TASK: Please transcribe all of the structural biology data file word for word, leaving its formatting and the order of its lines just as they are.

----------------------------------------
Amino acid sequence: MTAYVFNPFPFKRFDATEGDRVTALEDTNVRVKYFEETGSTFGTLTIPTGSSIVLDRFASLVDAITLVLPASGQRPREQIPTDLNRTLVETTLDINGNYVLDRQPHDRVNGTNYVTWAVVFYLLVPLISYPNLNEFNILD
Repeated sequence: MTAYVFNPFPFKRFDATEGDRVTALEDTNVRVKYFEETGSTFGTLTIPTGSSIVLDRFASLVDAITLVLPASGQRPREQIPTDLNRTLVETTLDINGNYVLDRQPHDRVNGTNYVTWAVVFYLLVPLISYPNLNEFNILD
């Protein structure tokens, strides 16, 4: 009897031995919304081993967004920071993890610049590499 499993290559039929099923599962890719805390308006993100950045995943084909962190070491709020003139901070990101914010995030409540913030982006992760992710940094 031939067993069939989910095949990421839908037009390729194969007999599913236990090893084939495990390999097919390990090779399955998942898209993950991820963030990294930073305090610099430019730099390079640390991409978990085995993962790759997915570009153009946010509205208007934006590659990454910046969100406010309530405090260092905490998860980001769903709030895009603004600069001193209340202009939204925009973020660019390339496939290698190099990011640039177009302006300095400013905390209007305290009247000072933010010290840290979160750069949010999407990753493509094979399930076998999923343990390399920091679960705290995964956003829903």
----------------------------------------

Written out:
Amino acid sequence: MTAYVFNPFPFKRFDATEGDRVTALEDTNVRVKYFEETGSTFGTLTIPTGSSIVLDRFASLVDAITLVLPASGQRPREQIPTDLNRTLVETTLDINGNYVLDRQPHDRVNGTNYVTWAVVFYLLVPLISYPNLNEFNILD
Repeated sequence: MTAYVFNPFPFKRFDATEGDRVTALEDTNVRVKYFEETGSTFGTLTIPTGSSIVLDRFASLVDAITLVLPASGQRPREQIPTDLNRTLVETTLDINGNYVLDRQPHDRVNGTNYVTWAVVFYLLVPLISYPNLNEFNILD
């Protein structure tokens, strides 16, 4: 009897031995919304081993967004920071993890610049590499 499993290559039929099923599962890719805390308006993100950045995943084909962190070491709020003139901070990101914010995030409540913030982006992760992710940094 031939067993069939989910095949990421839908037009390729194969007999599913236990090893084939495990390999097919390990090779399955998942898209993950991820963030990294930073305090610099430019730099390079640390991409978990085995993962790759997915570009153009946010509205208007934006590659990454910046969100406010309530405090260092905490998860980001769903709030895009603004600069001193209340202009939204925009973020660019390339496939290698190099990011640039177009302006300095400013905390209007305290009247000072933010010290840290979160750069949010999407990753493509094979399930076998999923343990390399920091679960705290995964956003829903």